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Understanding 64-bit support

From: Mac OS X 10.6 Snow Leopard New Features

Video: Understanding 64-bit support

One of the major talking points you see mentioned when Snow Leopard is being discussed is 64-bit computing. But what actually does 64-bit computing mean? Well, let's take a look back first. The entire computer industry is currently transitioning to 64-bit technology from the previous 32-bit technology. 32-bit technology has limitations which are becoming more problematic as computers become more powerful and as users demand more from their computers. For example, even though today's Macs can hold up to 32 gigabytes of memory, 32-bit applications can only access a maximum of four gigabytes of RAM at a time.

Understanding 64-bit support

One of the major talking points you see mentioned when Snow Leopard is being discussed is 64-bit computing. But what actually does 64-bit computing mean? Well, let's take a look back first. The entire computer industry is currently transitioning to 64-bit technology from the previous 32-bit technology. 32-bit technology has limitations which are becoming more problematic as computers become more powerful and as users demand more from their computers. For example, even though today's Macs can hold up to 32 gigabytes of memory, 32-bit applications can only access a maximum of four gigabytes of RAM at a time.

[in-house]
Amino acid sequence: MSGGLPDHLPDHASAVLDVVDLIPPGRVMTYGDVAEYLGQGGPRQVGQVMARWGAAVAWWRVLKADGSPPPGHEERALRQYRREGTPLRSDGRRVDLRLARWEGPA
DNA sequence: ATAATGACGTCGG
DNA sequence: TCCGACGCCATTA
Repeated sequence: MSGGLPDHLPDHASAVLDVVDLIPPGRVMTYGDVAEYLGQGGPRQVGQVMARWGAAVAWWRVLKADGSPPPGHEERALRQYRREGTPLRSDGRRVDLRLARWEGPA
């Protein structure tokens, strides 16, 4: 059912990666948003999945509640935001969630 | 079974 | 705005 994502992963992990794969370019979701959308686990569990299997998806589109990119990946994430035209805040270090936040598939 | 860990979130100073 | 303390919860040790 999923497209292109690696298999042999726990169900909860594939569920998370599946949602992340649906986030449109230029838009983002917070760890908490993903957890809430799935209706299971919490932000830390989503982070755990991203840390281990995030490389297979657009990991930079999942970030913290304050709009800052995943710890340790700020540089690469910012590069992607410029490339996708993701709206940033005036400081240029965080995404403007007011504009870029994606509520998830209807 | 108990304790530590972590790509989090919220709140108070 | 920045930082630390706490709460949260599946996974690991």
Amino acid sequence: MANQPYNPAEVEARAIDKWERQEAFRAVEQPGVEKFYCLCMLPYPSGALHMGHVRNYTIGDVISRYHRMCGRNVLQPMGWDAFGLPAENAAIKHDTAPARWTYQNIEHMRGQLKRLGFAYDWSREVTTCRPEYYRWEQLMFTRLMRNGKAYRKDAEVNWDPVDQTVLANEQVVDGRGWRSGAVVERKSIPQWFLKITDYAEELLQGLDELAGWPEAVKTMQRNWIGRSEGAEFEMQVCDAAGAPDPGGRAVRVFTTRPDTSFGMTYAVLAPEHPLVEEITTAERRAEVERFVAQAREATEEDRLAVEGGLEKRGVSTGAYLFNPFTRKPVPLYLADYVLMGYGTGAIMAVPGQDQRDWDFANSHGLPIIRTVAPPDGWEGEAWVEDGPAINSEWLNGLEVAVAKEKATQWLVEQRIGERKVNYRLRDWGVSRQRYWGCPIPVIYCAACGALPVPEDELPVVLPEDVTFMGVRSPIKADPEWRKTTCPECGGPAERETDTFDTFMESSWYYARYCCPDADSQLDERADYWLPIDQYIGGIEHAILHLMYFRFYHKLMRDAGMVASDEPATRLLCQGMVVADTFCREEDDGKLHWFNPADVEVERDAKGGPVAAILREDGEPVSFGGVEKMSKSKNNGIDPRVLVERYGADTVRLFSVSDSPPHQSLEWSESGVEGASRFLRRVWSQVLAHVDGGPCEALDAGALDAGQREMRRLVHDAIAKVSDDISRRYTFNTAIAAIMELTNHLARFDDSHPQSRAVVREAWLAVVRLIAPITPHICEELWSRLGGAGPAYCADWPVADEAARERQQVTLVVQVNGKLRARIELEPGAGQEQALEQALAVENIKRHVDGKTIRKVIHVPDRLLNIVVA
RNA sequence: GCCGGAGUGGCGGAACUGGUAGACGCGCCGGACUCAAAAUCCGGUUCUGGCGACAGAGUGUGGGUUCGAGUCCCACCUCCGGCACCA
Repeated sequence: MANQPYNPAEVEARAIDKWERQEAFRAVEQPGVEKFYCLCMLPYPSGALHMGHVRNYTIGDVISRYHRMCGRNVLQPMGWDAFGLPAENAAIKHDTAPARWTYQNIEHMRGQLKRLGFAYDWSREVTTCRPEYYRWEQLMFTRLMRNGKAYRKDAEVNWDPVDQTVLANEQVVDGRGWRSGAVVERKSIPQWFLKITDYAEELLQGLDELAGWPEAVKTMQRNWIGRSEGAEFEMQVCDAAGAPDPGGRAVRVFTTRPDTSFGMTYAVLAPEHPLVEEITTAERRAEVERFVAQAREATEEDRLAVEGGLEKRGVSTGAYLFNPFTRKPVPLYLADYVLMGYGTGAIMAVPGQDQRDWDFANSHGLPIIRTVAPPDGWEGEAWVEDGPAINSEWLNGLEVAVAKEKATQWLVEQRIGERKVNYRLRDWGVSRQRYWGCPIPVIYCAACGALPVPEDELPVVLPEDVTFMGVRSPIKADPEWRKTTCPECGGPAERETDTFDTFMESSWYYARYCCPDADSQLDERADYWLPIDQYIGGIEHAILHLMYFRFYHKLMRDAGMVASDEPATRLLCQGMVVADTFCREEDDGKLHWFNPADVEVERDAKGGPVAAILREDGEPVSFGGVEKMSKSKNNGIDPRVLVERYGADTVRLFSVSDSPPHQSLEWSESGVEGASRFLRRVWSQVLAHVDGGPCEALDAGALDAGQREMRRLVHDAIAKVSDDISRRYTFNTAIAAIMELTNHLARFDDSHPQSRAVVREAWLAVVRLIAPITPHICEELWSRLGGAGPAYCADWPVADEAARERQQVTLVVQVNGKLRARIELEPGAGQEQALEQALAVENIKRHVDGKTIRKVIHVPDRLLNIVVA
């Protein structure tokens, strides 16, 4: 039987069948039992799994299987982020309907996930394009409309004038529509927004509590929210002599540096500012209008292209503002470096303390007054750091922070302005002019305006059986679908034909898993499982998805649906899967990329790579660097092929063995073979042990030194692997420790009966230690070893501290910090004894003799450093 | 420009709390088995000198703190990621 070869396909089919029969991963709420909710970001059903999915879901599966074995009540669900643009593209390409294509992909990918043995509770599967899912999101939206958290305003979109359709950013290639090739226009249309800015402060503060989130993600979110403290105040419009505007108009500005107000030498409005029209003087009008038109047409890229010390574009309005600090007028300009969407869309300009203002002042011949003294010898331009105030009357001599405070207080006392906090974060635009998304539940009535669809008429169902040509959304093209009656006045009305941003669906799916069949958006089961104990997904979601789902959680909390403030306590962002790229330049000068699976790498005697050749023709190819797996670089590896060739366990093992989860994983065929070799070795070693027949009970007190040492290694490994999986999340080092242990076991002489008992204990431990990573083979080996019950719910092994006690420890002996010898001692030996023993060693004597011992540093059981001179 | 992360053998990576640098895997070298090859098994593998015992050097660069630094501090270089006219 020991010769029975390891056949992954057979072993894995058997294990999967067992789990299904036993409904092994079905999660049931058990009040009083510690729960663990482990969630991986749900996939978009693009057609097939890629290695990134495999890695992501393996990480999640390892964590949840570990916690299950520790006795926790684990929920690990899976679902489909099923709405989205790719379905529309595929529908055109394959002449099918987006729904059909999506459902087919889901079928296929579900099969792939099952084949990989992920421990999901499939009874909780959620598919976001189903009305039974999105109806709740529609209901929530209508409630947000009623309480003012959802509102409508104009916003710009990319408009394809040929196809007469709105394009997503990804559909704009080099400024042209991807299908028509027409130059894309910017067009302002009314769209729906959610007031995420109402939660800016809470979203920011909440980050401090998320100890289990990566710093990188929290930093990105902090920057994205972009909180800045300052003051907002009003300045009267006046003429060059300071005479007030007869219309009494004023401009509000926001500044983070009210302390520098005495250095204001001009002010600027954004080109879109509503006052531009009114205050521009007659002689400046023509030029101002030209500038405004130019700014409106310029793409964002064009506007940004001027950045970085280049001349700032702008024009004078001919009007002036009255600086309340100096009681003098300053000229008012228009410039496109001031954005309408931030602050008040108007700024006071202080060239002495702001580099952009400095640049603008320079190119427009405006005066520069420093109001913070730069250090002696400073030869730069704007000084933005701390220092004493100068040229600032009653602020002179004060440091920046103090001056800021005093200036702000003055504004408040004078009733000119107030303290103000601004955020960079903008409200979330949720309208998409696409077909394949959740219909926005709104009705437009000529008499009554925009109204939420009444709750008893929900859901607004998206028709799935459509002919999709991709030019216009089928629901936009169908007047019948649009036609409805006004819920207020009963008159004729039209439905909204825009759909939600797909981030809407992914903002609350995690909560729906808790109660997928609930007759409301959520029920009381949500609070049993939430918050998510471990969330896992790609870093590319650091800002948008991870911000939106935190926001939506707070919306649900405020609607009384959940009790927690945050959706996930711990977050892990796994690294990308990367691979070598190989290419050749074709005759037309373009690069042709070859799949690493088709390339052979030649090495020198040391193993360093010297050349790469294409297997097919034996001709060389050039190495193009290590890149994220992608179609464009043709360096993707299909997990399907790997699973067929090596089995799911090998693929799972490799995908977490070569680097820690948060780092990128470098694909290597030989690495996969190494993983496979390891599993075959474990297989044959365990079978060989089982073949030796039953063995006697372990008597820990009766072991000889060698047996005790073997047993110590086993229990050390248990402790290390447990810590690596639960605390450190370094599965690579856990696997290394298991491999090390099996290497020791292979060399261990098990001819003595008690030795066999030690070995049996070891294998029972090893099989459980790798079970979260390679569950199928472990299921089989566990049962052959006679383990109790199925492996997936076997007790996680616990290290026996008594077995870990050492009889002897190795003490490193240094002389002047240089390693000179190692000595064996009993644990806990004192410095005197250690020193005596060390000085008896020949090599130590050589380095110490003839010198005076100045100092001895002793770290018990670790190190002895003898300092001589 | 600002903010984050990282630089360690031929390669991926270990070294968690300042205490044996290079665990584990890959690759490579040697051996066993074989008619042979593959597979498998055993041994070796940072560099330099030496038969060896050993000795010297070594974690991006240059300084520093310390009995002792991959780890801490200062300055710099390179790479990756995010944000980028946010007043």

64-bit computing on the other hand removes that limitation completely. Or if you want to get technical, 64-bit computing enables access to a theoretical 16 billion gigabytes of memory. And I am pretty sure you can't buy 16 billion gigs of memory right now. 64-bit computing also allows computers to nearly double the amount of data their processors can process in each clock cycle, which translates into dramatically faster calculations and other tasks. In Snow Leopard, almost all the built-in system applications like Safari, Mail, iChat, and the Finder itself have been completely re-written with 64-bit code so that they can all take the full advantage of all the memory in your Mac when necessary which results in boosts in overall performance.

Applications written with 64-bit code have a much easier time working with large files like video or huge images and just about everything should feel quicker and more responsive in Snow Leopard. 64-bit support in Snow Leopard also makes the Mac OS completely prepared for the computing enhancements that are coming down the road. According to Apple, Snow Leopard comes already to support up to 16 terabytes of RAM which seems like a ridiculous amount. But it wasn't so long ago that 4 gigabytes of RAM seemed like a ridiculous amount. Things change fast in the world of computers and Snow Leopard has been designed to be future ready, even if its capability seem a little over the top at the moment.

That said Apple realizes that we are still in a transition period, so Snow Leopard still runs both 64-bit and 32-bit applications. So you don't need to worry about updating all your software to run in 64-bit. Many software developers are still playing catch-up to Snow Leopard and having yet released 64-bit versions of their products. And for the most part the 32-bit versions of their software will still run perfectly fine in Snow Leopard. And for that matter, your Mac might not even be capable of utilizing 64-bit support. The easiest way to figure out if your Mac supports 64-bit computing is to go to the Apple menu, and choose About This Mac.